Electric bikes

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  • That's really stupid, but it looks like the other manufacturers are going the other direction.
    https://ebiketips.road.cc/content/news/e­-bike-industry-moves-to-prevent-people-h­acking-their-e-bikes-for-more-speed-3375­

    “We know there are different influencers who have a view on changing this. In my view, they forget we may lose this status of the e-bike within the bicycle framework. We must remain without licence and insurance requirement, with bike path access.”

    It's especially frustrating in countries like the UK without any enforcement. I cycle a lot on the Thames path to stay away from traffic but since the last year it's getting crazier, every day there is this horde with the high powered e-scooters, some unrestricted DIY ebikes. Then about once a week kids on stolen motor scooters and the occasional deliveroo twat on one.

  • Don't think it's that crazy of van moof. They see the huge gap in the market for replacing two stroke engined mopeds, if you look at Chinese cities no one is riding a two stroke anymore.

    "European laws also require owners of s-pedelecs to obtain liability insurance and registration. They must also hold a moped-class driver’s license" - this is 100% right and they should be recognised as motorcycle replacements not e-bicycles and legislated as such.

    Also think they are targeting the largely un-regulated US market.

  • The impression I was getting from TheVerge and this T3 piece was that the journalists saw these as something that could run in cycle lanes away fron the nasty traffic rather than on the road with cars...I am all for them acting as an alternative to cars and motorbikes (less pollution, less noise, less waste) but dont want to see this come at the expense of human powered vehicles

    n't think it's that crazy of van moof. They see the huge gap in the market for replacing two stroke engined mopeds, if you look at Chinese cities no one is riding a two stroke anymore.

  • Liz has one of those slowly paddling it’s way over from Holland as I type.


    1 Attachment

    • F6CB9C72-E7BF-4648-9447-E16F9ADB424C.png
  • Can we at least all agree that it looks great...?

  • In Europe, or at least in the EU, I'd argue it's impossible that any ebike capable of more than 25km/h will ever be allowed on cycle lanes. I can see it happen in places like America though.

    I agree they're a good alternative to the classic 2-stroke motorcycle, but I don't think there's any gap in the market at all.
    2-strokes were replaced by electric mopeds everywhere - where I live, a tiny city in Portugal, mopeds were always very popular and these days you don't see any ICE ones at all, they're all electric. The same thing happened in Chinese cities much earlier. That gap has been filled already. I don't think there's even public interest for ebikes with higher speeds aside from vanity projects or sports, certainly not for transport.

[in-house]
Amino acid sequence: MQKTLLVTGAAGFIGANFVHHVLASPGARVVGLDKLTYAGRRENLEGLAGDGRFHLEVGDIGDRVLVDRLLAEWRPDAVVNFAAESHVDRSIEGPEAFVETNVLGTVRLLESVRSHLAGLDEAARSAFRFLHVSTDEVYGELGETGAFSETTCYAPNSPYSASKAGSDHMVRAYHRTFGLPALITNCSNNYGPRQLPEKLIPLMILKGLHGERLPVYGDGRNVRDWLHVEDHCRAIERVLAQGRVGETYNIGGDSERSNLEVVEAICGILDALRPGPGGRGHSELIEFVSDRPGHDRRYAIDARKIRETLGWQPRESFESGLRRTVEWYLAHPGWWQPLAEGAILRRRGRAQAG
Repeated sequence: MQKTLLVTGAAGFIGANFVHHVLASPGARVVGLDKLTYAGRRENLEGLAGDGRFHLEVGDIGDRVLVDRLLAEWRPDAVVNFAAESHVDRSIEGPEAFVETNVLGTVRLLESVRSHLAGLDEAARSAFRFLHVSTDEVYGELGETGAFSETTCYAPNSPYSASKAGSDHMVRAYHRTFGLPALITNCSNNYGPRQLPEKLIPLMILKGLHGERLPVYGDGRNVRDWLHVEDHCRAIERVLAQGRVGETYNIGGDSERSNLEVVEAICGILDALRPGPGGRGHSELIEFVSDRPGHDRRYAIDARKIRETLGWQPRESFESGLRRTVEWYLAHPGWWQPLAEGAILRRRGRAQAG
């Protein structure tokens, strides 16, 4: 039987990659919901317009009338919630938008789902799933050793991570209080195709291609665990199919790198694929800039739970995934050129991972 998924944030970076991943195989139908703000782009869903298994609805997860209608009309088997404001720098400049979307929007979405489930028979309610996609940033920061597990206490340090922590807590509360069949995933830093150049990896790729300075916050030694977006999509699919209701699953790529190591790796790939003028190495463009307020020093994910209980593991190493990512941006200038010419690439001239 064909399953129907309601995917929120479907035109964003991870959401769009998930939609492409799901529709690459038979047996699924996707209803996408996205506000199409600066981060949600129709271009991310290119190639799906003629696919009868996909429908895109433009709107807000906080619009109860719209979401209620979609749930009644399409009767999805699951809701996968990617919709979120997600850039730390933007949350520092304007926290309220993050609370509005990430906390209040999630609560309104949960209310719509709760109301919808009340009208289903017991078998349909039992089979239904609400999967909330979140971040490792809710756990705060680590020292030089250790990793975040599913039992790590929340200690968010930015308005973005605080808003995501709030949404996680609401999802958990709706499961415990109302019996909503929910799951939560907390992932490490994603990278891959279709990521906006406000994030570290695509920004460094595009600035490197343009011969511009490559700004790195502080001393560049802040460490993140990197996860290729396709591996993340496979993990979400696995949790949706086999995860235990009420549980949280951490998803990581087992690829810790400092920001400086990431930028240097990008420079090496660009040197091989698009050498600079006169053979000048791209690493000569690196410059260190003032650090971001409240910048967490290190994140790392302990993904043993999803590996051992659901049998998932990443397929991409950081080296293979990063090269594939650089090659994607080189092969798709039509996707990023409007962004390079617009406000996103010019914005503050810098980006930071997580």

• I don't think there's even public interest for ebikes with higher speeds

    There certainly is if they don't have the regulatory burdens that mopeds have. In London there are already shitloads of electric bikes and scooters that go well over 20mph with no rider assistance.

  • As anyone who's been watching delivery riders knows, e-bikes already are the new mopeds. They're easy to delimit and lots of people do it, as aggi says. This will continue to be a problem with these things (and with e-scooters), and enforcing lower speeds would require massive police resources that won't materialise. So, yes, the best route is probably to put them in the same regulatory bracket as mopeds, i.e. requiring a driving licence and all that.

    As for 'gap in the market', ultimately it just comes down to practical factors like cost, durability, how far can they go on one charge, how comfortable are they, what kind of social cachet do they possess, etc. It doesn't have to be a clearly-defined gap in the market, just overlap or narrow slots will do, and of course it's entirely possible that e-bikes might eventually out-compete traditional mopeds if they were put on the same footing. They already seem to have out-competed them in London owing to the lack of regulation; it would be interesting to see what would happen were new regulations to come in. Both mopeds and crank-driven bicycles are, after all, bicycles, that is, 'two wheels, of which one is steerable, attached to a rigid frame'. As Mike Burrows says, in engineering terms the really significant innovation made by Karl Drais is that he found that you can stay upright on a narrow, single-track cycle through steering. All the other stuff, whether crank drive or any kind of engine is secondary to that in importance, but given that the basic concept is always the same, these secondary things will make the difference when people choose what model to buy.

    Needless to say, I prefer the kind of bicycles on which I am the engine, but I'm not too worried about e-bikes as such, as they do have sensible applications, such as cargo e-bikes, e.g. as shown by Pedal Me. What really worries me is how many young people ride them. Sure, some of them may ride them much greater distances than they would on a non-engined bike, and some may 'replace' cars by e-bikes, or switch from public transport, but the evidence suggests that very few do that, and that most people merely become less active than they were before. This negates what up to now has been the single biggest benefit of cycling.